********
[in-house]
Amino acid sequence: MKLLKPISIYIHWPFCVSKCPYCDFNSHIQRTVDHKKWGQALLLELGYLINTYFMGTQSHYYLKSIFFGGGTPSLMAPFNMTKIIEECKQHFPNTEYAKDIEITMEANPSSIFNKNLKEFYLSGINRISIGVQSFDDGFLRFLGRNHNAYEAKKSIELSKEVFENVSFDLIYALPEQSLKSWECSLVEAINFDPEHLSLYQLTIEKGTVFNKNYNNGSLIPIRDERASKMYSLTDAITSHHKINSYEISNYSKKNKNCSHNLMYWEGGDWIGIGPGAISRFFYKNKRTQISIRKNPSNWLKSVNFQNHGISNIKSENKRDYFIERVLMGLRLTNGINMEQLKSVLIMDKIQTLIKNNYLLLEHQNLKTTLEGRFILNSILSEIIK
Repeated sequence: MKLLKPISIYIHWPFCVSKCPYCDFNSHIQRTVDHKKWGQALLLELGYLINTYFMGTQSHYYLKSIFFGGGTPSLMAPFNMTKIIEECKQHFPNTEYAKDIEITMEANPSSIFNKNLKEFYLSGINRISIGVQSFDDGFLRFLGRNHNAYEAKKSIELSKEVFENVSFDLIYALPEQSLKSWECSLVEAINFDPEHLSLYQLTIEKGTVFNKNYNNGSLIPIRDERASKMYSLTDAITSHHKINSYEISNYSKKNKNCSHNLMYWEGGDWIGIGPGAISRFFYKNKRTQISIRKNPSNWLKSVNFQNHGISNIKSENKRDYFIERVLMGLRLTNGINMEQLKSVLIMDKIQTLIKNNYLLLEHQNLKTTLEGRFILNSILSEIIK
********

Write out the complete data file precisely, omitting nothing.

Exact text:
[in-house]
Amino acid sequence: MKLLKPISIYIHWPFCVSKCPYCDFNSHIQRTVDHKKWGQALLLELGYLINTYFMGTQSHYYLKSIFFGGGTPSLMAPFNMTKIIEECKQHFPNTEYAKDIEITMEANPSSIFNKNLKEFYLSGINRISIGVQSFDDGFLRFLGRNHNAYEAKKSIELSKEVFENVSFDLIYALPEQSLKSWECSLVEAINFDPEHLSLYQLTIEKGTVFNKNYNNGSLIPIRDERASKMYSLTDAITSHHKINSYEISNYSKKNKNCSHNLMYWEGGDWIGIGPGAISRFFYKNKRTQISIRKNPSNWLKSVNFQNHGISNIKSENKRDYFIERVLMGLRLTNGINMEQLKSVLIMDKIQTLIKNNYLLLEHQNLKTTLEGRFILNSILSEIIK
Repeated sequence: MKLLKPISIYIHWPFCVSKCPYCDFNSHIQRTVDHKKWGQALLLELGYLINTYFMGTQSHYYLKSIFFGGGTPSLMAPFNMTKIIEECKQHFPNTEYAKDIEITMEANPSSIFNKNLKEFYLSGINRISIGVQSFDDGFLRFLGRNHNAYEAKKSIELSKEVFENVSFDLIYALPEQSLKSWECSLVEAINFDPEHLSLYQLTIEKGTVFNKNYNNGSLIPIRDERASKMYSLTDAITSHHKINSYEISNYSKKNKNCSHNLMYWEGGDWIGIGPGAISRFFYKNKRTQISIRKNPSNWLKSVNFQNHGISNIKSENKRDYFIERVLMGLRLTNGINMEQLKSVLIMDKIQTLIKNNYLLLEHQNLKTTLEGRFILNSILSEIIK